You can also open a Roth or Traditional IRA account for added savings. Check out the IRS income requirements. Contributing both to IRA and workplace retirement accounts will compound your investing and grow your savings faster.
At age 50, if you can contribute $15,000, per year to a retirement account for the next 20 years and earn a 6.5% average return, you’ll have $620,000 at age 70.
6. Add to Retirement Savings with a Health Savings Account (HSA)
If you have a high-deductible healthcare plan, you’re allowed to contribute $3,550 per year to a tax advantaged HSA. If you’re over age 55, you can contribute an additional $1,000 annually.
Like the 401k and IRA accounts, there are no taxes levied as the funds grow within this account. You can invest the money within the account for retirement and it will not be taxed upon withdrawal if the proceeds are used to pay for healthcare.
7. Delay Social Security Benefits Until age 70
If you are healthy and expect to live a long life, delaying Social Security benefits until age 70 can substantially increase your lifetime income. Once you reach your full retirement age, which is 67 if you were born in 1970, you’re eligible to receive full Social Security benefits. If you claim before age 67, your benefit payment will be reduced. But if you wait to claim your benefit until age 70, you can increase your payment by approximately 24%. Waiting until age 69 yields a 16% benefit increase over the amount you receive at full retirement age.
Consider working until age 70 if at all possible.
8. Buy an Annuity to Boost Retirement Income
Annuities come in a variety of flavors, with many types of fees. The benefit of a retirement annuity, especially if you are healthy, is that you can smooth out your retirement income.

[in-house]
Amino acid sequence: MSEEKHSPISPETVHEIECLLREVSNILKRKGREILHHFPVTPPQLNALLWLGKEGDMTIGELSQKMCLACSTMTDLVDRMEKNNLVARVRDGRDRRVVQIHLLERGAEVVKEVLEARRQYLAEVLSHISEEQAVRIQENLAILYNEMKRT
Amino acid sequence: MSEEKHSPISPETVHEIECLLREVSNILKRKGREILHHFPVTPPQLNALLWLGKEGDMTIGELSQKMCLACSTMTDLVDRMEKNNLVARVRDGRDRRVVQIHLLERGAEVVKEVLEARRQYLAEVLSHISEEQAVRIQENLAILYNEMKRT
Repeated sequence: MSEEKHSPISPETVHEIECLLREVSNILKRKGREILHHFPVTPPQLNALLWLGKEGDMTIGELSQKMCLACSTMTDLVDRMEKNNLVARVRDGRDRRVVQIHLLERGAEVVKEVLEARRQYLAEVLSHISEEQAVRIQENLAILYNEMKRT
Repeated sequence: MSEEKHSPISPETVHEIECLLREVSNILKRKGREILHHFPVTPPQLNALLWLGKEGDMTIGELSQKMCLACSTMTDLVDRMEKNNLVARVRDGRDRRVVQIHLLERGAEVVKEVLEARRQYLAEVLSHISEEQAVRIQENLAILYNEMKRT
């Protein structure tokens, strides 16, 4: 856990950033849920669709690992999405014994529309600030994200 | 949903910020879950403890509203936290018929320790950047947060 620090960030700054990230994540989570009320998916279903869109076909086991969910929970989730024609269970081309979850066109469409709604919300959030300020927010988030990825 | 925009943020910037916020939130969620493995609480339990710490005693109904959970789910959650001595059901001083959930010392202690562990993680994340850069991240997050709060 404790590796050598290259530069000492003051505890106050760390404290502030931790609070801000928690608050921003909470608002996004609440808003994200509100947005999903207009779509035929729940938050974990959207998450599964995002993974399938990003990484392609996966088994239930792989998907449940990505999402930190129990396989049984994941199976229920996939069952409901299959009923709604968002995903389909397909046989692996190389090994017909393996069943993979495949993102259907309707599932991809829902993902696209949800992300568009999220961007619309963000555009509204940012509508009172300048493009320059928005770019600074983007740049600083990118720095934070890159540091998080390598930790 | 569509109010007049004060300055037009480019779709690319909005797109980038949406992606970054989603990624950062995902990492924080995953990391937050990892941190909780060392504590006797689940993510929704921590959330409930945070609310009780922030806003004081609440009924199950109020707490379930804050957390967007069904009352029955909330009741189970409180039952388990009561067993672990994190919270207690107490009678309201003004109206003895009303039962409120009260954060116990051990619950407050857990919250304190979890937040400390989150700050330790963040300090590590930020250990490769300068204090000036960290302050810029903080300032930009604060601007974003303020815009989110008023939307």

Using the saving and investing example above, if you saved and invested $15,000 annually from age 50 to age 70, you would have a $620,000 retirement fund. You could buy a $250,000 annuity that would pay roughly $20,000 per year.
Add that to an approximate $30,000 Social Security annual benefit at age 70, and you’ll receive $50,000 annual income in retirement.
When buying an annuity, consider fees and benefits and choose carefully.
9. Get Low-Fee Investing Help from a Robo-Advisor
Robo-advisors are low-fee investment advisors that offer sound management for investors of all types. The benefit of opening a retirement or taxable brokerage account with a robo-advisor is that you can leave emotion out of the investment decision. You won’t be tempted to buy and sell at inopportune moments and ultimately hurt your returns.
You’ll also receive professionally crafted investment portfolios in line with your risk level.
There are many robo-advisors, some with low fees and low investment minimums as well as many other features. There are even fee-free robo-advisors with access to live financial planners like SoFi Invest.
Building a retirement stash starting at age 50 is possible with a plan. Assess if the behavioral changes required to grow your future wealth are worth making habit changes today.
Barbara A. Friedberg, MBA, MS is a veteran portfolio manager, expert investor, and former university finance instructor. She is editor/author of Personal Finance; An Encyclopedia of Modern Money Management and two additional money books. She is CEO of Robo-Advisor Pros.com, a robo-advisor review and information website. Additionally, Friedberg is publisher of the well-regarded investment website Barbara Friedberg Personal Finance.com. Follow her on twitter @barbfriedberg and @roboadvisorpros. As of this writing, she did not hold a position in any of the aforementioned securities.